US 5399350 A
The present invention relates to a substantially intact proteinaceous particulate material that is effective as an oil spill dispersant composition. In a preferred respect, the invention is a grain product (such as oats) from which lipids are removed through organic solvent extraction. When such compositions are applied to an oil spill, they will adsorb oil, emulsify it, and finally disperse the oil with high efficiency. Moreover, the compositions are substantially non-toxic.
1. A method for dispersing an oil spill in open water, comprising the steps of:
providing an dispersant comprising a proteinaceous particulate material comprising milled seed material having oil sorptive and emulsifying properties; and
applying said dispersant to the oil spill on top of the water to disperse at least a portion of said oil spill wherein said proteinaceous particulate functions as a primary emulsifier for said oil.
2. The method of claim 1, wherein said dispersant is derived from a cereal grain by milling and removal of lipids therefrom.
3. A method for cleaning a solid surface contaminated with petroleum oil, comprising the steps of:
providing a proteinaceous particulate material comprising milled seed material having oil sorptive and emulsifying properties;
applying said proteinaceous material to said surface in such a manner that said proteinaceous material becomes intimately associated with said oil and sorbs said oil to form a proteinaceous material/oil combination that is readily dispensable in water; and
rinsing with water to remove said proteinaceous material and said oil.
4. The method of claim 3, wherein said solid surface is part of an animal.
5. The method o f claim 1, wherein said seeds are selected from the group consisting of legumes and grains.
6. The method of claim 1, wherein said seeds are selected from the group consisting of canola, beans, oats, rape seed, and soya.
7. The method of claim 5, wherein said seeds are oats.
8. The method of claim 1, wherein said proteinaceous, material is derived from grinding a starting protein source and extracting lipids from the resulting ground material with an organic solvent.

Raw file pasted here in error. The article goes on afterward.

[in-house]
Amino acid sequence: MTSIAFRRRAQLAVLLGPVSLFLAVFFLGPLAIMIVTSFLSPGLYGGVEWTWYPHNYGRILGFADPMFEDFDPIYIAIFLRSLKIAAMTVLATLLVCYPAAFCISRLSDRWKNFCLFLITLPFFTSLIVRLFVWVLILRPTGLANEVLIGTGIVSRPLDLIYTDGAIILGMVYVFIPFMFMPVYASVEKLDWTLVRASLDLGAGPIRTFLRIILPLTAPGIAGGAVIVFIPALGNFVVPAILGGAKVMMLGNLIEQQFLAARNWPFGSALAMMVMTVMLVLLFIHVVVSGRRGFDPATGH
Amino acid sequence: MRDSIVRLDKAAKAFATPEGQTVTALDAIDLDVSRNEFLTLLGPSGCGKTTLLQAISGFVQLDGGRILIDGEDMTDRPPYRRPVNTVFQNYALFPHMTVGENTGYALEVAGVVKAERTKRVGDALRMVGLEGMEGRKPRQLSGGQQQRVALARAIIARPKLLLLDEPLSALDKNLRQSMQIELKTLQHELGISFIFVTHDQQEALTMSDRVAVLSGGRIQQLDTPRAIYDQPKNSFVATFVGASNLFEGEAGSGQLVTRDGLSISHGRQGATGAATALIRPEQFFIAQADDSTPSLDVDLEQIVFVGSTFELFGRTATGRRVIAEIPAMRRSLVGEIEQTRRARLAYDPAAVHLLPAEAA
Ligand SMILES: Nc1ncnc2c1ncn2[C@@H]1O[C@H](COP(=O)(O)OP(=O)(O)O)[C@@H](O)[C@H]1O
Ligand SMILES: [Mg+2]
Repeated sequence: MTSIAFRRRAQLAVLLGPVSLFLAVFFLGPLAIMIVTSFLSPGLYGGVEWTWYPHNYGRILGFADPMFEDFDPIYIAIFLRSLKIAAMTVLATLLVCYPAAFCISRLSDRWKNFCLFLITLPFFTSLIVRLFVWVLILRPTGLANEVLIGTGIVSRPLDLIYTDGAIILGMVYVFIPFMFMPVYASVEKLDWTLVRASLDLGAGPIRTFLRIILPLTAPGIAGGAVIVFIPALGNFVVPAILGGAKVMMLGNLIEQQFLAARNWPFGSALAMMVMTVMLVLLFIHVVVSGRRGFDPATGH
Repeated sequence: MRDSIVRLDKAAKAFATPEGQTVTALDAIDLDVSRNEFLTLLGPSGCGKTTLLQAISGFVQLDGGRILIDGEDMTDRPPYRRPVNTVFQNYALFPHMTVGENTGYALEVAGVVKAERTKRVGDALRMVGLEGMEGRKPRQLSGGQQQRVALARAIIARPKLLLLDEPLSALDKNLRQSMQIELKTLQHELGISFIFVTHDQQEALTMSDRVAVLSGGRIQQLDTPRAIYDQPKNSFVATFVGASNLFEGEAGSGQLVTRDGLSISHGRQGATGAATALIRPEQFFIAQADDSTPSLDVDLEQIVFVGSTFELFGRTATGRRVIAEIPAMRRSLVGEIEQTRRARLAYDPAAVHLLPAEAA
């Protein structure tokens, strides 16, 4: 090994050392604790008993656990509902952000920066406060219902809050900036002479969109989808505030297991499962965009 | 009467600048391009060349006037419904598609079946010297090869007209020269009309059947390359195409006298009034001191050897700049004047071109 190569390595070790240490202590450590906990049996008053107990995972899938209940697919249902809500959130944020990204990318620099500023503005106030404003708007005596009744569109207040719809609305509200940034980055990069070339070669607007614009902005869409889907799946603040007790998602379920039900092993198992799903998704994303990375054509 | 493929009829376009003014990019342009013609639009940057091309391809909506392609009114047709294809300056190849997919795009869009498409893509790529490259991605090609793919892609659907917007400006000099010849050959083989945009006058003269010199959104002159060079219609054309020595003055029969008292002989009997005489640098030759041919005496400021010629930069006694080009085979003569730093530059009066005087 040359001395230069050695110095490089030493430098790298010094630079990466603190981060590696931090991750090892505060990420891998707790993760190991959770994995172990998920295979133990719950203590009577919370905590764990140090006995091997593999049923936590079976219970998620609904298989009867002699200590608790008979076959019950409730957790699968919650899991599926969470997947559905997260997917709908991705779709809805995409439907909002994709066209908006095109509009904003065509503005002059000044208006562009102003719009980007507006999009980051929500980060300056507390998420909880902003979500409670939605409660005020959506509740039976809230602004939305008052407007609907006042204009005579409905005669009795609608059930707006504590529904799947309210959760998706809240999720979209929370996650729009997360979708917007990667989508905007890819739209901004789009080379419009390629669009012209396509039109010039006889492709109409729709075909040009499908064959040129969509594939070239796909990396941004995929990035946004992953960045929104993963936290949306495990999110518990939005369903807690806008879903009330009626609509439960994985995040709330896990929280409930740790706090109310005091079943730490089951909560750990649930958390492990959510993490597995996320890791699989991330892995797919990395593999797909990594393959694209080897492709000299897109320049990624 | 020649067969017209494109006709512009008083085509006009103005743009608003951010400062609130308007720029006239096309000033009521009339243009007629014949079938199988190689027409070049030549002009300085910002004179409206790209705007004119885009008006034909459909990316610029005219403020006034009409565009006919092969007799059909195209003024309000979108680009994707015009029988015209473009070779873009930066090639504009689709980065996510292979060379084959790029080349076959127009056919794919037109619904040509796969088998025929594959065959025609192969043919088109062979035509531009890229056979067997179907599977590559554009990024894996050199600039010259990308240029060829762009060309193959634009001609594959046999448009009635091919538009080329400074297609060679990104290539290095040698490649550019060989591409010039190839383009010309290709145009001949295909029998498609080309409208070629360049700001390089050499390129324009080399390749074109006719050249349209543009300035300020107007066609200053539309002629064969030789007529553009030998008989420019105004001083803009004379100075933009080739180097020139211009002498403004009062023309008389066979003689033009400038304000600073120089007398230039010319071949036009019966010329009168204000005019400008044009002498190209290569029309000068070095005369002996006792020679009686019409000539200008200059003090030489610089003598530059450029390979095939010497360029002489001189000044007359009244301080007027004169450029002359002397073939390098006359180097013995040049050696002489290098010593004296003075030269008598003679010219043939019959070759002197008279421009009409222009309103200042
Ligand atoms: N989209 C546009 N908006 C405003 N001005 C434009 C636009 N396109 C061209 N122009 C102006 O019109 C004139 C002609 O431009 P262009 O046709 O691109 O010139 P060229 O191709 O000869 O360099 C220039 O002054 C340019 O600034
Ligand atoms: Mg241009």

9. The method of claim 1, wherein said proteinaceous material has a protein concentration of from about 10% to 50%.
10. The method of claim 9, wherein said protein concentration is from about 20% to 30%.
11. The method of claim 1, wherein said proteinaceous material has an average particle size of from about 1 μm to 600 μm.
12. The method of claim 11, wherein said particle size is from about 100 μm to 300 μm.
13. The method of claim 1, wherein said proteinaceous material is derived from oats and has a protein concentration of from about 20% to 30% and an average particle size of from about 100 μm to 300 μm.
14. The method of claims 1 or 12, wherein said proteinaceous material is buoyant and floats freely on the oil on top of water.
15. The method of claims 1 or 13, wherein said proteinaceous material is formed into a pellet.
16. The method of claim 15, wherein said pellet is formed through contacting the proteinaceous material with a liquid and evaporating the liquid.
17. The method of claim 15, wherein said pellet is formed through extruding the proteinaceous material with a binder.
18. The method of claims 16 or 17, wherein said binder is selected from the group consisting of magnesium salts, zinc salts, and calcium salts.
19. The method of claim 15, wherein said pellet is coated with a material that is insoluble in water but soluble in oil.
20. The method of claims 1 or 15, wherein said proteinaceous material is mixed with an active culture of a bacterium that biodegrades oil.
21. The method of claim 3, wherein the proteinaceous material is derived from oats from which lipids have been removed.
22. The method of claim 21, wherein said proteinaceous material has a protein concentration of from about 10% to 50%.
23. The method of claim 22, wherein said protein concentration is from about 20% to 30%.
24. The method of claim 21, wherein said proteinaceous material has an average particle size of from about 1 μm to 600 μm.
25. The method of claim 24, wherein said particle size is from about 100 μm to 300 μm.
26. The method of claim 21, wherein said proteinaceous material is derived from oats and has a protein concentration of from about 20% to 30% and an average particle size of from about 100 μm to 300 μm.
This application is a continuation in part of U.S. application Ser. No. 07/505,126, filed Apr. 5, 1990, the contents of which are hereby incorporated by reference.
1. Field of the Invention
The present invention is related to the use of a natural proteinaceous material that acts as an oil dispersant, in particular an oat protein from which free lipids are removed that emulsifies and disperses oil spills.